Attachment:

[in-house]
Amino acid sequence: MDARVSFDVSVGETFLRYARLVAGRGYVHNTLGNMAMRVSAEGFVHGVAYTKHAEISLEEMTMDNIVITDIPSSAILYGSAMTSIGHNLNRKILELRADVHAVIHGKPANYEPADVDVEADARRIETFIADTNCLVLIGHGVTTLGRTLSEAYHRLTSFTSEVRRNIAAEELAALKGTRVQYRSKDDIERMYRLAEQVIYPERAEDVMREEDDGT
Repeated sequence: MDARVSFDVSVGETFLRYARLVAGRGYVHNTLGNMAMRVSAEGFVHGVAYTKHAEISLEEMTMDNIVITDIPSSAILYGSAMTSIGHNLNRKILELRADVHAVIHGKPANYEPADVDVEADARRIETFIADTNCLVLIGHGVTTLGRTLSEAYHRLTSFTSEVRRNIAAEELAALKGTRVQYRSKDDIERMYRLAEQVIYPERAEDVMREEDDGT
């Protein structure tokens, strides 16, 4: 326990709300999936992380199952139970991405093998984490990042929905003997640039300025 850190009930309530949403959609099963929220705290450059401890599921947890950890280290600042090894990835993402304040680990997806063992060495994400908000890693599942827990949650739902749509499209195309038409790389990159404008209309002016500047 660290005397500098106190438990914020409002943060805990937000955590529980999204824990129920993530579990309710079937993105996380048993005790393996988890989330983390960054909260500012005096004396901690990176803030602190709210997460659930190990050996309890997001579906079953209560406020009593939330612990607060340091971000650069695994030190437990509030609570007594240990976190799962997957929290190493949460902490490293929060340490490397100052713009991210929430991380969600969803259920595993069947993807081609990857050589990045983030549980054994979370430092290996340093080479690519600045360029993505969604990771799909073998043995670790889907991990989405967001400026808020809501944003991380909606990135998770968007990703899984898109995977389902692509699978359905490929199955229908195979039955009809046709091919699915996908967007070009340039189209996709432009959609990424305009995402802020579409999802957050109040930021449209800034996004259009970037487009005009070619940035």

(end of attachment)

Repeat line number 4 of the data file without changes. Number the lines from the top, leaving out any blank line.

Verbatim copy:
């Protein structure tokens, strides 16, 4: 326990709300999936992380199952139970991405093998984490990042929905003997640039300025 850190009930309530949403959609099963929220705290450059401890599921947890950890280290600042090894990835993402304040680990997806063992060495994400908000890693599942827990949650739902749509499209195309038409790389990159404008209309002016500047 660290005397500098106190438990914020409002943060805990937000955590529980999204824990129920993530579990309710079937993105996380048993005790393996988890989330983390960054909260500012005096004396901690990176803030602190709210997460659930190990050996309890997001579906079953209560406020009593939330612990607060340091971000650069695994030190437990509030609570007594240990976190799962997957929290190493949460902490490293929060340490490397100052713009991210929430991380969600969803259920595993069947993807081609990857050589990045983030549980054994979370430092290996340093080479690519600045360029993505969604990771799909073998043995670790889907991990989405967001400026808020809501944003991380909606990135998770968007990703899984898109995977389902692509699978359905490929199955229908195979039955009809046709091919699915996908967007070009340039189209996709432009959609990424305009995402802020579409999802957050109040930021449209800034996004259009970037487009005009070619940035």